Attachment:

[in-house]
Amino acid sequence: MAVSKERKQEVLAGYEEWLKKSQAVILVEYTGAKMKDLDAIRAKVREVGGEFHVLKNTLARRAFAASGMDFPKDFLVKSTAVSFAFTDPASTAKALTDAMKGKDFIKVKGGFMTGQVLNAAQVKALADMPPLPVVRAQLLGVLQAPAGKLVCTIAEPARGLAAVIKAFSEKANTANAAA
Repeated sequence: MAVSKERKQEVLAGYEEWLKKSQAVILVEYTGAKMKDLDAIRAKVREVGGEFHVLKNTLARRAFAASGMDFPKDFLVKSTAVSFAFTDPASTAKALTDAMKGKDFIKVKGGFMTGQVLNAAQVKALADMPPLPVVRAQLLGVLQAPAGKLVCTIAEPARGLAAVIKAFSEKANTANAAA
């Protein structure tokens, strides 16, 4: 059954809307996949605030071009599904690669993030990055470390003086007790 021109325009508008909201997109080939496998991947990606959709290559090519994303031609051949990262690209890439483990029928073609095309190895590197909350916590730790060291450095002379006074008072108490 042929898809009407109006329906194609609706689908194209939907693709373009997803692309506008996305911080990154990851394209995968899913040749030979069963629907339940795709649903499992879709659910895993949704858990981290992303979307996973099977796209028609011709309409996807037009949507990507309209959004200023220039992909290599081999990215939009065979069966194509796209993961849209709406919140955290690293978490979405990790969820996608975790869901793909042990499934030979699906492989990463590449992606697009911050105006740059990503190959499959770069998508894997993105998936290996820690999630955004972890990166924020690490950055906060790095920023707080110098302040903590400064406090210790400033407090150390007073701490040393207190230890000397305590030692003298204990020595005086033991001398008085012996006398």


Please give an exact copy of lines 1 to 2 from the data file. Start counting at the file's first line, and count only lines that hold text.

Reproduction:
[in-house]
Amino acid sequence: MAVSKERKQEVLAGYEEWLKKSQAVILVEYTGAKMKDLDAIRAKVREVGGEFHVLKNTLARRAFAASGMDFPKDFLVKSTAVSFAFTDPASTAKALTDAMKGKDFIKVKGGFMTGQVLNAAQVKALADMPPLPVVRAQLLGVLQAPAGKLVCTIAEPARGLAAVIKAFSEKANTANAAA